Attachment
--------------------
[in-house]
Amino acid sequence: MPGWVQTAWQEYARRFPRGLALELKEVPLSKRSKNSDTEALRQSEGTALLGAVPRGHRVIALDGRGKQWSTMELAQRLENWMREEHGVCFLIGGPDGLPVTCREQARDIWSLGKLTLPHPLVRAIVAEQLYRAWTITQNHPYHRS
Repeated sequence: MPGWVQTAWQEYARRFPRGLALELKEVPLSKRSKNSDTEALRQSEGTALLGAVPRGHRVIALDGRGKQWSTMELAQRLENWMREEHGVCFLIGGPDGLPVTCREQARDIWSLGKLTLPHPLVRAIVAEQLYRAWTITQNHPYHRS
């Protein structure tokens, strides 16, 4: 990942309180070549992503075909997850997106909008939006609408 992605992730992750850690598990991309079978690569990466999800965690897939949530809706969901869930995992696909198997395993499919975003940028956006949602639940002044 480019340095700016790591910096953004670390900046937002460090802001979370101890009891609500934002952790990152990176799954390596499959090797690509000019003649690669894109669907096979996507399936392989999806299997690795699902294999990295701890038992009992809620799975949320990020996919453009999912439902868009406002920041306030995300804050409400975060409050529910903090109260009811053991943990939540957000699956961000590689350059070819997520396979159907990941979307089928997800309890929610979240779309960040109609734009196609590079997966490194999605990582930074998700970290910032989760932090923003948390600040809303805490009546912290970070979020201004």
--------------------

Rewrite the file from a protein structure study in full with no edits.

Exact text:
[in-house]
Amino acid sequence: MPGWVQTAWQEYARRFPRGLALELKEVPLSKRSKNSDTEALRQSEGTALLGAVPRGHRVIALDGRGKQWSTMELAQRLENWMREEHGVCFLIGGPDGLPVTCREQARDIWSLGKLTLPHPLVRAIVAEQLYRAWTITQNHPYHRS
Repeated sequence: MPGWVQTAWQEYARRFPRGLALELKEVPLSKRSKNSDTEALRQSEGTALLGAVPRGHRVIALDGRGKQWSTMELAQRLENWMREEHGVCFLIGGPDGLPVTCREQARDIWSLGKLTLPHPLVRAIVAEQLYRAWTITQNHPYHRS
């Protein structure tokens, strides 16, 4: 990942309180070549992503075909997850997106909008939006609408 992605992730992750850690598990991309079978690569990466999800965690897939949530809706969901869930995992696909198997395993499919975003940028956006949602639940002044 480019340095700016790591910096953004670390900046937002460090802001979370101890009891609500934002952790990152990176799954390596499959090797690509000019003649690669894109669907096979996507399936392989999806299997690795699902294999990295701890038992009992809620799975949320990020996919453009999912439902868009406002920041306030995300804050409400975060409050529910903090109260009811053991943990939540957000699956961000590689350059070819997520396979159907990941979307089928997800309890929610979240779309960040109609734009196609590079997966490194999605990582930074998700970290910032989760932090923003948390600040809303805490009546912290970070979020201004």